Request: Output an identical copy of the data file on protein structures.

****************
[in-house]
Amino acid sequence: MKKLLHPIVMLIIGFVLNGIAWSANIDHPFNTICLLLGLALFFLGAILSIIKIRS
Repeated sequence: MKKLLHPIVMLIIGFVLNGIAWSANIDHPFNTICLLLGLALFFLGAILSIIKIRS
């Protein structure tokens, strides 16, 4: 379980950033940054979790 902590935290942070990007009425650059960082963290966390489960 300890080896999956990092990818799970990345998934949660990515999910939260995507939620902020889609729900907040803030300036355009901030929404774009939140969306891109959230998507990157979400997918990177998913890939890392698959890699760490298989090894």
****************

[in-house]
Amino acid sequence: MKKLLHPIVMLIIGFVLNGIAWSANIDHPFNTICLLLGLALFFLGAILSIIKIRS
Repeated sequence: MKKLLHPIVMLIIGFVLNGIAWSANIDHPFNTICLLLGLALFFLGAILSIIKIRS
């Protein structure tokens, strides 16, 4: 379980950033940054979790 902590935290942070990007009425650059960082963290966390489960 300890080896999956990092990818799970990345998934949660990515999910939260995507939620902020889609729900907040803030300036355009901030929404774009939140969306891109959230998507990157979400997918990177998913890939890392698959890699760490298989090894």